Abstract: A celebrated result of Rödl and Ruciński states that for every graph \(F\), which is not a forest of stars and paths of length $3$, and fixed number of colours \(r\ge 2\) there exist positive constants \(c, C\) such that for \(p \leq cn^{-1/m_2(F)}\) the probability that every colouring of the edges of the random graph \(G(n,p)\) contains a monochromatic copy of \(F\) is \(o(1)\) (the ''0-statement''), while for \(p \geq Cn^{-1/m_2(F)}\) it is \(1-o(1)\) (the ''1-statement''). Here $m_2(F)$ denotes the $2$-density of $F$. On the other hand, the case where $F$ is a forest of stars has a coarse threshold which is determined by the appearance of a certain small subgraph in $G(n, p)$.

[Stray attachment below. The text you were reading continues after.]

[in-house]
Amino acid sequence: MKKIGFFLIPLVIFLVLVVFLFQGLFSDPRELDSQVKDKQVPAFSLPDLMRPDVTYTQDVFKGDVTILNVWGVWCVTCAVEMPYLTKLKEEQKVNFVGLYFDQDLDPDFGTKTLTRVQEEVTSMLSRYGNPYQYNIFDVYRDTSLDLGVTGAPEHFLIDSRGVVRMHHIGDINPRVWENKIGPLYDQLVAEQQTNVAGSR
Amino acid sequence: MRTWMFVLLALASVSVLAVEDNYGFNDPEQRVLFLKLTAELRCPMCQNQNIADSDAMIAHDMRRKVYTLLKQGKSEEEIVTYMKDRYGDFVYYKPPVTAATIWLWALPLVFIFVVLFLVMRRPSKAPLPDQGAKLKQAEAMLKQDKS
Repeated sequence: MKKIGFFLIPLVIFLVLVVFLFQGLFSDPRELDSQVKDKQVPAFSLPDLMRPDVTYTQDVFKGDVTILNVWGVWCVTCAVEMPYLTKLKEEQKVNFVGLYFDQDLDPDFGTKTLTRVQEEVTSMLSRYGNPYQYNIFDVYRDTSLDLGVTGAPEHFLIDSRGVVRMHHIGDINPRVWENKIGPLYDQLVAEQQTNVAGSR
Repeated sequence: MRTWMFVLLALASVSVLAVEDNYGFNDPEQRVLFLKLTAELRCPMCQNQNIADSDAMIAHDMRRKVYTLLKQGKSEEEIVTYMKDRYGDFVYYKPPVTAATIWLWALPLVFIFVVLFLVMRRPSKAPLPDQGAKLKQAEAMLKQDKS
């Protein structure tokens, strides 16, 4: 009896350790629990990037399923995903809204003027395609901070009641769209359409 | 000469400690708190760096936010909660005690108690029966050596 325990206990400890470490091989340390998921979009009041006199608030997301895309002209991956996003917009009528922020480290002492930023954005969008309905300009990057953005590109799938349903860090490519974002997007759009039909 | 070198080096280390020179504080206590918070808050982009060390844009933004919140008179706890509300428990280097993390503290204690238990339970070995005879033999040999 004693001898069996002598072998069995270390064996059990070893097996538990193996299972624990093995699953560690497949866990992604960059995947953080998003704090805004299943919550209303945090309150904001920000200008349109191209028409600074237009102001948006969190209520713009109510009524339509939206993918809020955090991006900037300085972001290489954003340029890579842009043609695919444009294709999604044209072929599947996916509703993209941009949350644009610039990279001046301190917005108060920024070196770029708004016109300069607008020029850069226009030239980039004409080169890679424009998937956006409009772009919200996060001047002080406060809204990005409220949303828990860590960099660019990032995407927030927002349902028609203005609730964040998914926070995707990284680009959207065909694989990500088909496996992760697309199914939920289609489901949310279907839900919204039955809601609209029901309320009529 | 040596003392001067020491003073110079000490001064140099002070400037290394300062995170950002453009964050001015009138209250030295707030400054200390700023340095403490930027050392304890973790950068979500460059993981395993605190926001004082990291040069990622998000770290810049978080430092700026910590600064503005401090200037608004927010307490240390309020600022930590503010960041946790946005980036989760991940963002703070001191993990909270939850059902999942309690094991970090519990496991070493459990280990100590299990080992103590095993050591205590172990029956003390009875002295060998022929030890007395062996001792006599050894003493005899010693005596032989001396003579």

Recently, the natural extension of the 1-statement of this theorem to \(k\)-uniform hypergraphs was proved by Conlon and Gowers and, independently, by Friedgut, Rödl and Schacht. In particular, they showed an upper bound of order $n^{-1/m_k(F)}$ for the $1$-statement, where $m_k(F)$ denotes the $k$-density of $F$. Similarly as in the graph case, it is known that the threshold for star-like hypergraphs is given by the appearance of small subgraphs. We show that another type of thresholds exists if $k \ge 4$: there are $k$-uniform hypergraphs for which the threshold is determined by the asymmetric Ramsey problem in which a different hypergraph has to be avoided in
each colour-class.